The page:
[it] sounds the same,” she says. “I really like it when you see the person in the audience, they’re looking, and you start a song, and it takes them like a verse to figure out that they actually know the song because it’s different enough that they’re like, Ooooh
,” she shares.
This choice to reinterpret others’ music is not the conventional route for an acoustic duo. Steve confesses there has not always been acceptance of their music. “There have been occasional pockets of resistance to Gutter Swan because we don’t write our own material. Separate from Gutter Swan, I’m a songwriter, and I get that, but I don’t really get the resistance. I don’t think there’s anything wrong with a project that says ‘No, we have no interest in writing our own material at this time.’”
Loryn and Steve are longtime Bay Area residents and have seen the music scene change around them. “About 10-12 years ago, it seemed open mics was as good as it was going to get. There weren’t going to be that many gig opportunities for acoustic music, and I think there is that now.” During their first twelve months as a band, Gutter Swan have played The Fillmore Poster Room, The Lost Church, and The Lucky Horseshoe. At the start of this year, they were able to secure a residency, playing every second Saturday at PianoFight in SOMA. “I feel like we have been really welcomed with open arms by so many venues and people,” says Steve.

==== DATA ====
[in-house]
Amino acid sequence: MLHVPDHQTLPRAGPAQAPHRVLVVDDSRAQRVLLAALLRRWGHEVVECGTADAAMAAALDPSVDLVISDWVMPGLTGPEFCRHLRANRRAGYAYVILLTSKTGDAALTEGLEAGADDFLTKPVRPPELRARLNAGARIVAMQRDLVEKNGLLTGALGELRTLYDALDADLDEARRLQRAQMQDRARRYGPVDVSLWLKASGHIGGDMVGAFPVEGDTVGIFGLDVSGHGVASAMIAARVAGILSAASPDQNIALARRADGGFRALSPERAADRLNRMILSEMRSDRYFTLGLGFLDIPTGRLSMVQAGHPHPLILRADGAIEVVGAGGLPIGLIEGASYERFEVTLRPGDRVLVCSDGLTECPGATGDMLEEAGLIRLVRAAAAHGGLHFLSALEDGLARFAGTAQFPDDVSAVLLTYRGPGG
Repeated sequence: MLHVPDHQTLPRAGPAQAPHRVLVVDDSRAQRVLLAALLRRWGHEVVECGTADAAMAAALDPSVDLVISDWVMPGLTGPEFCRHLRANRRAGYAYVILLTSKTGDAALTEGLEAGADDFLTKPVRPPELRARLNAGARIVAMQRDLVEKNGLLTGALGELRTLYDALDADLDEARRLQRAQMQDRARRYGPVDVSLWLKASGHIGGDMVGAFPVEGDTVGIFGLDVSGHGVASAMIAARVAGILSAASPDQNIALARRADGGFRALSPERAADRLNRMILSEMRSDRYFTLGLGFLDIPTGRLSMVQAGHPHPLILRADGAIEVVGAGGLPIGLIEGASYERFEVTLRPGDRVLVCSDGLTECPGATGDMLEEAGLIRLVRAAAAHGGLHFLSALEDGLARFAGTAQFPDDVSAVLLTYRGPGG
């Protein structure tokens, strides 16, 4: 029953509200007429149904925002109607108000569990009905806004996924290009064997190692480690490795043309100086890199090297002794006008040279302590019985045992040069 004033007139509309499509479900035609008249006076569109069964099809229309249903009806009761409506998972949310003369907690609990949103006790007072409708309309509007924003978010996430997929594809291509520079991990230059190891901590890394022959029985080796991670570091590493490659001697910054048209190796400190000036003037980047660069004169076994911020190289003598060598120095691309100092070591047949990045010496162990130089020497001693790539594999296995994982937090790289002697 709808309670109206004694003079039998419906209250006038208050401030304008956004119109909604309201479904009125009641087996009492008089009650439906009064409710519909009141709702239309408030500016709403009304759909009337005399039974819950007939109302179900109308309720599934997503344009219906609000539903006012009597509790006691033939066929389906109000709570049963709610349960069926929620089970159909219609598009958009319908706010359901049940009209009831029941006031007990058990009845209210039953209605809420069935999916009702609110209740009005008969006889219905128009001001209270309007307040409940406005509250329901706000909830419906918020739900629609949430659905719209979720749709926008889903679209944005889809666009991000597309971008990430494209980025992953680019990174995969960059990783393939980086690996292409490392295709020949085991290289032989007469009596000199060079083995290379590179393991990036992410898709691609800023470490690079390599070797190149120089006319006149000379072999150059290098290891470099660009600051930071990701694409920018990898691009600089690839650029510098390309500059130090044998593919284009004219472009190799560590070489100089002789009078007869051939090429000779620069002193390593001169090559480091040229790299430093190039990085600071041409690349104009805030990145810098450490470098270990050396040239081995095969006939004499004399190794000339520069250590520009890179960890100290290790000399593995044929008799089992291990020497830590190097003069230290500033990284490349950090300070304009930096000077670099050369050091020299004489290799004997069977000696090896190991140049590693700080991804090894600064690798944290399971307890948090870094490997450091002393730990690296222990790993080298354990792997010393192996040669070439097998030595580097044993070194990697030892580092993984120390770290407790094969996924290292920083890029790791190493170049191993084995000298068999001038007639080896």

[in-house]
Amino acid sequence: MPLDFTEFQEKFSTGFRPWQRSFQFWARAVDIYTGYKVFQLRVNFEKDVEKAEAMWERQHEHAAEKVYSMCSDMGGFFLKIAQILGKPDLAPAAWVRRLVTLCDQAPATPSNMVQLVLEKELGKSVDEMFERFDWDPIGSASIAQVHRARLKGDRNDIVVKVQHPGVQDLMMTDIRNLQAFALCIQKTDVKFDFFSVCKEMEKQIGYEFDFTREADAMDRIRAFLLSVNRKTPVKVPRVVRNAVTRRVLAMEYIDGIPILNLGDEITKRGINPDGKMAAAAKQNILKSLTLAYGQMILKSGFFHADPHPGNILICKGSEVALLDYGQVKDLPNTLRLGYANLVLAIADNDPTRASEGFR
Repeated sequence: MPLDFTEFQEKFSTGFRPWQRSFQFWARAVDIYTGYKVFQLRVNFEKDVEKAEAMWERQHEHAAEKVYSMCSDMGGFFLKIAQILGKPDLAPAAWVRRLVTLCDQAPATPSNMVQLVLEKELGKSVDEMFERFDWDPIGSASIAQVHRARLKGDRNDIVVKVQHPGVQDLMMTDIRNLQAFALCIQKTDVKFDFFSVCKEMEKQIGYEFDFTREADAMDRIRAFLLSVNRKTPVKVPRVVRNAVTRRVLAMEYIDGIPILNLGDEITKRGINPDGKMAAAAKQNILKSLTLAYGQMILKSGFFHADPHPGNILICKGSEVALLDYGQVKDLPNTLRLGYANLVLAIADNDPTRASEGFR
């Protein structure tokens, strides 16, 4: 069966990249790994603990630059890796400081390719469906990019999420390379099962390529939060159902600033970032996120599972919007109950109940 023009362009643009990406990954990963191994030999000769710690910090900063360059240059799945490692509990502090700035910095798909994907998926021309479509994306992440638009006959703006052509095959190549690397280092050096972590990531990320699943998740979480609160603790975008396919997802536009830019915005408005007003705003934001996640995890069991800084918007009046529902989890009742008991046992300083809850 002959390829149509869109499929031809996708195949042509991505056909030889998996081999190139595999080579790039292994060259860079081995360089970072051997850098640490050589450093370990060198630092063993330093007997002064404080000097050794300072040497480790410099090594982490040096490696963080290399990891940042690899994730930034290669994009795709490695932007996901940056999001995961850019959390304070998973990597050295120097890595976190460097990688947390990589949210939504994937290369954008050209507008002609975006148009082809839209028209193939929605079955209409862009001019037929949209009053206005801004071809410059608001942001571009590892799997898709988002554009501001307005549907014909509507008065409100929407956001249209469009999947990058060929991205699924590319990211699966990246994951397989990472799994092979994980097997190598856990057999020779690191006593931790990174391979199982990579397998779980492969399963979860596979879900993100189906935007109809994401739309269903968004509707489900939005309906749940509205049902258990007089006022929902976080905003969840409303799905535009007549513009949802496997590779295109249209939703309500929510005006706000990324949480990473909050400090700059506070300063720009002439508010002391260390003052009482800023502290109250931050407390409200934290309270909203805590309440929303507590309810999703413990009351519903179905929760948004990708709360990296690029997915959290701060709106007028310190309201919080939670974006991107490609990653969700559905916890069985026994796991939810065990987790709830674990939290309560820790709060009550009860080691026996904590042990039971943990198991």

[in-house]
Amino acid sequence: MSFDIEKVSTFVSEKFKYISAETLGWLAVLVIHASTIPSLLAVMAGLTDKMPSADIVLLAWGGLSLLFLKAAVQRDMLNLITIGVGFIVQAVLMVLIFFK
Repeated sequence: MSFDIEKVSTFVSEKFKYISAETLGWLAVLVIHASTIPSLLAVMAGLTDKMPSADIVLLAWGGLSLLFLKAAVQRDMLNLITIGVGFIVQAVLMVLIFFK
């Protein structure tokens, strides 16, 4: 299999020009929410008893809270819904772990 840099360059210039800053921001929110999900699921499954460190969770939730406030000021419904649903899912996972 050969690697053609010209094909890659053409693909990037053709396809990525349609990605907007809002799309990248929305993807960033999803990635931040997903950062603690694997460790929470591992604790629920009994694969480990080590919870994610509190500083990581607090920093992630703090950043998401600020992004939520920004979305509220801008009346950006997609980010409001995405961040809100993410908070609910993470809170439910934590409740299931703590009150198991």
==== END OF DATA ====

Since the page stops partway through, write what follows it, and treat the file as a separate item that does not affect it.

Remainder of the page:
While there are more opportunities to play acoustic music, they feel San Francisco has lost some things along the way. “There’s some things that are missing that we used to have more of many many years ago, like… The Paradise Lounge,” says Loryn. “These venues that were in SOMA, that were a little bit bigger than a big bar, but not as big as the Great American,” Loryn continues. She speaks about how those venues provided space for bands to develop before hitting the biggest stages in San Francisco. Loryn also speaks fondly of the way she used to discover music. “I remember as a kid the pink pages of The Chronicle,” she reminisces, “I would wait for it to come and my mom would put it on the table for me, and I would just start looking at all the band listings.”
These nostalgic memories of a city the way it was are intersected by perceptions of a changing mentality as the city evolves. “You read about people who don’t leave their apartment building. They work out of their apartment, they have their food and everything delivered; so how do we convince that demographic that they need to be seeing live music to feed their soul?” shares Steve.
There is a heartfelt appreciation they have for making music in the Bay Area. “The scene is very wide, from singer-songwriter, to punk, to anything. I’m thrilled that we’re in the San Francisco music scene the time we are in it,” expresses Steve. It is a scene they love, and a scene they are protective of. We discuss an article from the past 12 months which proclaimed the Bay Area music scene to be dead. While they both found it offensive, it also served as a rallying cry to better themselves as musicians. “Them’s fighting words,” proclaims Loryn with fervor in her eyes.
It is this passion for the city they live in, and the love for the music they make is what makes Gutter Swan a band you want to root for. Yes, being an acoustic band that does not write their own music is a little unconventional, but that desire to be different is very San Franciscan. “If we ever can’t find new songs…” starts Steve before Loryn jumps in to finish off his thoughts: “That means we don’t love music anymore.”
April 8, 2017